Saving the St. Pierre River. A new approach: legal personhood

In our effort to save what remains of the St. Pierre River on Meadowbrook (refer to the article below), one of the last above-ground sections of this historic river, we knew we needed something new. In February 2020, the Minganie MRC and the Ekuanitshit Innu Council announced a declaration of legal personhood, with nine rights, for the Magpie River on the North Shore. We hope that we can use the same legal means to save the 200-metre section of the river that flows in our city.

We see an imminent danger for the St. Pierre River: the section that runs across the golf course is at risk of drying up completely, following the recent Appeal Court decision prohibiting the release of any water onto the property. This would mean the death of the river.

On April 8, Les Amis du Parc Meadowbrook’s steering committee unanimously adopted the declaration that you can read below. It states that the river shall possess nine rights: the right to exist, the right to flow, the right to freedom from pollution, respect for its natural cycles and development, the maintenance of its biodiversity, the right to perform its essential functions within its ecosystem, the maintenance of its integrity, the right to restoration and regeneration, and particularly to daylighting, and the right to defend its rights before the courts.

The St. Pierre river in better days

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Declaration

We, the undersigned, declare that, like the Magpie River, which has been recognized by the regional county municipality of Minganie and the Ekuanitshit Innu Council as having legal personhood, the St. Pierre River that flows on the Meadowbrook golf course in Lachine (lot 1 292 249) and whose status has been established in the Supreme Court by the Ministère de l’Environnement et de la Lutte contre les changements climatiques (Meadowbrook Groupe Pacific c. Ville de Montréal file no. 500-17-079150-135), must also be recognized as having legal personhood.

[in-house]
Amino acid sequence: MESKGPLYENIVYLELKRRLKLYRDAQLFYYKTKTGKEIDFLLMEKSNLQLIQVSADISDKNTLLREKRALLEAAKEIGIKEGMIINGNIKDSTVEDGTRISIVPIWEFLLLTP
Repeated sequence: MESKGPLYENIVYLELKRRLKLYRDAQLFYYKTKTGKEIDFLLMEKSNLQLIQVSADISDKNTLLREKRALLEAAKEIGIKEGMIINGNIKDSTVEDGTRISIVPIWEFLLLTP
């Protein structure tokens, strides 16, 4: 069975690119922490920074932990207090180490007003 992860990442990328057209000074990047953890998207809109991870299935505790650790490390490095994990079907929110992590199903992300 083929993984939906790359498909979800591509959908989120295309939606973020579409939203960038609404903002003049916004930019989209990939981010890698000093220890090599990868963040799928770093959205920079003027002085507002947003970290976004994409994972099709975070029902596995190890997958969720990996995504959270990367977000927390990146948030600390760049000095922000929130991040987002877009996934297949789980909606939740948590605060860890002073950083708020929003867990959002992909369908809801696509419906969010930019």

This watercourse is one of the last visible sections of the St. Pierre River, which once flowed from Mount Royal to the St. Lawrence River opposite Nuns’ Island. The river played a role in Montreal’s early years and had a significant impact on the City’s history, through transport, agriculture, populating of the territory and industry. Urbanization and industrialization have taken their toll on the river, and it was largely buried in the sewer system.

We therefore declare that the river shall possess the following rights:

    1. The right to exist
    2. The right to flow
    3. The right to freedom from pollution
    4. Respect for its natural cycles and development
    5. The maintenance of its biodiversity
    6. The right to perform its essential functions within its ecosystem
    7. The maintenance of its integrity
    8. The right to restoration and regeneration, and particularly to daylighting
    9. The right to defend its rights before the courts

We declare that Montreal’s other waterways should also be granted this legal status and these rights. We also fully support the efforts of the International Observatory on the Rights of Nature to have similar status for the St. Lawrence River and its tributaries recognized by the National Assembly.

We will act as guardians and representatives of the St. Pierre River to protect its rights.

Signed on this 8th day of April 2021,

Les Amis du Parc Meadowbrook


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The St. Pierre River is one of 36 streams that once flowed across the Island of Montreal but are now buried underground. The declaration states that the other remaining waterways on the Island of Montreal should also be granted legal status and rights. We have asked our partner organizations and our supporters to join us in signing the declaration. Many have already agreed.

We invite you to become guardians of the river and its rights. Please contact us to add your name to the declaration: lesamisdemeadowbrook@gmail.com

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